Melasma is a skin disorder that causes brown or gray patches to develop on the face, most commonly on the cheeks, nose, forehead, chin and upper lip, and sometimes on other sun-exposed areas like the arms.
While these patches don’t cause physical pain or discomfort, many people with melasma are distressed by the appearance of their skin. If you or someone you love suffers from the condition, it is a good idea to know the common causes and how it can be treated.
Melasma is closely associated with both sun exposure and hormones. It’s much more common in women, who represent 90 percent of cases. The condition is more common among women with darker skin, including those of Latin/Hispanic, North African, African American, Asian, Indian, Middle Eastern and Mediterranean descent, as well as those who have a family history of melasma.
Specifically, melasma occurs when the color-making cells in the skin (melanocytes) produce too much color, leading to darkening and discoloration. This imbalance can be triggered by the sun’s UV rays and by cosmetics that irritate the skin, as well as by hormone imbalance.
In fact, melasma is often called the mask of pregnancy because of how frequently it develops among women who are expecting. Birth control pills and other hormonal medications can also trigger the condition.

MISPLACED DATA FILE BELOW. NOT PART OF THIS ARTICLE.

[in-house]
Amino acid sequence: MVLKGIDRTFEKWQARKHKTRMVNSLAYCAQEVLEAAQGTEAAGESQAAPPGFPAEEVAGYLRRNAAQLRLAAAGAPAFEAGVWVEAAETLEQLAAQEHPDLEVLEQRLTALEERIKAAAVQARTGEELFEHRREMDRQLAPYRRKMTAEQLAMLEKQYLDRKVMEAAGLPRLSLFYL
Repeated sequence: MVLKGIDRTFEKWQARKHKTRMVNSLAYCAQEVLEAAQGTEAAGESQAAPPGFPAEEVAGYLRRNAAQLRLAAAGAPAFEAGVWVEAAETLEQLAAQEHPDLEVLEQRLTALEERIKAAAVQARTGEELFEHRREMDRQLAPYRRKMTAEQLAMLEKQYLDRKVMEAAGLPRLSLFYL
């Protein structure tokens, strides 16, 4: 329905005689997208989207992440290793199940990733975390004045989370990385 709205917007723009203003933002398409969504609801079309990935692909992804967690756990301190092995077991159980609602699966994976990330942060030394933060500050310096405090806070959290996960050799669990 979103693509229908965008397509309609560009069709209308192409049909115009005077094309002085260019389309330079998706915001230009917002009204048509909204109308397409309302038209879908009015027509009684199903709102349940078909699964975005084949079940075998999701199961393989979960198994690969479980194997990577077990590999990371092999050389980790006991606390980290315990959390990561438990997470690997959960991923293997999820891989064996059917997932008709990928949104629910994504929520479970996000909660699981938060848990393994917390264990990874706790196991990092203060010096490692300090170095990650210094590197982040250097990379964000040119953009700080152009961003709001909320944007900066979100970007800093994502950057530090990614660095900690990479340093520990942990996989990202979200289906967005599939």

If you think you have melasma, our board-certified dermatologist may be able to diagnose the condition just by looking at your skin. However, he may take a biopsy, or skin sample, to rule out similar conditions.
If you have it, removing the trigger can help resolve the symptoms. For example, delivering your baby or discontinuing birth control pills usually stop it from occurring. If the condition is triggered by sun exposure, protecting yourself from the sun can help reduce the instance of flare-ups.
People with chronic melasma may benefit from certain prescription medications to even the skin tone and lighten any dark spots. Other people can also benefit from other dermatological procedures, including microneedling, chemical peels, and microdermabrasion.
While melasma can be stubborn, take heart; the Center for Dermatology in Lawrenceville is here to help. By sticking to the regimen recommended by our dermatologist, symptoms typically resolve with time. Taking preventive steps, such as wearing a wide-brimmed hat and applying sunscreen when out in the sun, can help speed your recovery from this skin condition.
Contact our office today to schedule your appointment and begin your journey to relieving your melasma symptoms.